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State of Idaho v. Jeffery T. Lish

IN THE COURT OF APPEALS OF THE STATE OF IDAHO


August 24, 2012

STATE OF IDAHO,
PLAINTIFF-RESPONDENT,
v.
JEFFERY T. LISH,
DEFENDANT-APPELLANT.

Appeal from the District Court of the Sixth Judicial District, State of Idaho, Bannock County. Hon. David C. Nye, District Judge.

The opinion of the court was delivered by: Melanson, Judge

2012 Unpublished Opinion No. 605

Stephen W. Kenyon, Clerk

THIS IS AN UNPUBLISHED OPINION AND SHALL NOT BE CITED AS AUTHORITY

Judgment of conviction for stalking in the first degree, affirmed.

Jeffery T. Lish appeals from his judgment of conviction for stalking in the first degree. For the reasons set forth below, we affirm.

After a jury trial, Lish was found guilty of stalking in the first degree. I.C. §§ 18-7905 and 18-7906. Lish was sentenced to a unified term of three years, with a minimum period of confinement of one and one-half years, and the district court retained jurisdiction. After a review hearing, the district court relinquished jurisdiction and ordered execution of Lish's underlying sentence. Lish appeals.

Lish argues that there was insufficient evidence to support the jury's verdict pursuant to

I.C. § 18-7906. Appellate review of the sufficiency of the evidence is limited in scope. A guilty verdict will not be overturned on appeal where there is substantial evidence upon which a reasonable trier of fact could have found that the prosecution sustained its burden of proving the essential elements of a crime beyond a reasonable doubt. State v. Herrera-Brito, 131 Idaho 383, 385, 957 P.2d 1099, 1101 (Ct. App. 1998); State v. Knutson, 121 Idaho 101, 104, 822 P.2d 998, 1001 (Ct. App. 1991). We will not substitute our view for that of the trier of fact as to the credibility of the witnesses, the weight to be given to the testimony, and the reasonable inferences to be drawn from the evidence. Knutson, 121 Idaho at 104, 822 P.2d at 1001; State v. Decker, 108 Idaho 683, 684, 701 P.2d 303, 304 (Ct. App. 1985). Moreover, we will consider the evidence in the light most favorable to the prosecution. Herrera-Brito, 131 Idaho at 385, 957 P.2d at 1101; Knutson, 121 Idaho at 104, 822 P.2d at 1001.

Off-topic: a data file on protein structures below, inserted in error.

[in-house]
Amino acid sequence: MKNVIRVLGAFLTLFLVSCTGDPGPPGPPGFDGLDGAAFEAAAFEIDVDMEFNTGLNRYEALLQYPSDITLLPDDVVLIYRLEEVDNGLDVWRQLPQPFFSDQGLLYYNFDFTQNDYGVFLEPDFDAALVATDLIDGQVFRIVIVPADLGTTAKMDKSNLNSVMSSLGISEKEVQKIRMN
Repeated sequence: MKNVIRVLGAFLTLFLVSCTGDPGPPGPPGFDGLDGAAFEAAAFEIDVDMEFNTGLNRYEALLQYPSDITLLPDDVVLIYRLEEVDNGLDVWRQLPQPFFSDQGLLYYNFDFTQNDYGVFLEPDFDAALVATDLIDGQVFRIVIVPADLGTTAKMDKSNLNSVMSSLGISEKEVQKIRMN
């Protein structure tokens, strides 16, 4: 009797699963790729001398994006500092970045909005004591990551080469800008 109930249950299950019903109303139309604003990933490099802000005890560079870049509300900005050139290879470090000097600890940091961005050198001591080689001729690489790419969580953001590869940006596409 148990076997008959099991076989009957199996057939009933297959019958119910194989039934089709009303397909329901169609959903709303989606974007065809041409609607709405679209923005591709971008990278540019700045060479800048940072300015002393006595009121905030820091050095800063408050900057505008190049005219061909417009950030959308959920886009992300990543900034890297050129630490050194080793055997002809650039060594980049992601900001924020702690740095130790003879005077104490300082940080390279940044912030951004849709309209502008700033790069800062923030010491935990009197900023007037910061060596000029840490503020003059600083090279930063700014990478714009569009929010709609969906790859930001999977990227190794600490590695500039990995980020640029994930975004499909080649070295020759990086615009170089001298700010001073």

A person commits stalking pursuant to I.C. § 18-7906(1)(a) when that person engages in a course of conduct that seriously alarms, annoys, or harasses the victim and is such as would cause a reasonable person substantial emotional distress. Lish first asserts that the evidence presented at trial did not establish that Lish engaged in a prohibited course of conduct.

Under I.C. § 18-7906(2)(a), "course of conduct" means repeated acts of nonconsensual contact involving the victim or a family or household member of the victim provided, however, that constitutionally-protected activity is not included within the meaning of this definition. "Nonconsensual contact" means any contact with the victim that is initiated or continued without the victim's consent, that is beyond the scope of the consent provided by the victim, or that is in disregard of the victim's expressed desire that the contact be avoided or discontinued. I.C. § 18- 7906(2) (c).